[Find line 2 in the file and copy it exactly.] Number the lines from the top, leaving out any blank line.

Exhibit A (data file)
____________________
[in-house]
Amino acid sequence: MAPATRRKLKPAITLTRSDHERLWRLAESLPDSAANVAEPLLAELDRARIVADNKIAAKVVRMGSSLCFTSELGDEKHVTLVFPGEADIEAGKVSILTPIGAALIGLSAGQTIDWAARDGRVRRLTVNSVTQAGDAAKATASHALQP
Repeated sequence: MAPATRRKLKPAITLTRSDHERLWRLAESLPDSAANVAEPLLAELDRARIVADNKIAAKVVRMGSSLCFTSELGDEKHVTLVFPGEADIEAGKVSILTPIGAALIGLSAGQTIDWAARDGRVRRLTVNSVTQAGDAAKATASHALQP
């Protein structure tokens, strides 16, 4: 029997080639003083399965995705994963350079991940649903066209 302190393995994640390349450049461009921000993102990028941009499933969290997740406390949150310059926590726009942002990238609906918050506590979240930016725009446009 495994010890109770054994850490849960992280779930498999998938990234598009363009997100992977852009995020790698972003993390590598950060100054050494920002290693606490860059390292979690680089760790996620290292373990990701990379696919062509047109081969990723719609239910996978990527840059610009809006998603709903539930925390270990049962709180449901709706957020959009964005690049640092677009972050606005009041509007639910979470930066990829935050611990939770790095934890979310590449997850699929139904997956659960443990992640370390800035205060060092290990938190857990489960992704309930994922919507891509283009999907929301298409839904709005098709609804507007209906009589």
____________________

Amino acid sequence: MAPATRRKLKPAITLTRSDHERLWRLAESLPDSAANVAEPLLAELDRARIVADNKIAAKVVRMGSSLCFTSELGDEKHVTLVFPGEADIEAGKVSILTPIGAALIGLSAGQTIDWAARDGRVRRLTVNSVTQAGDAAKATASHALQP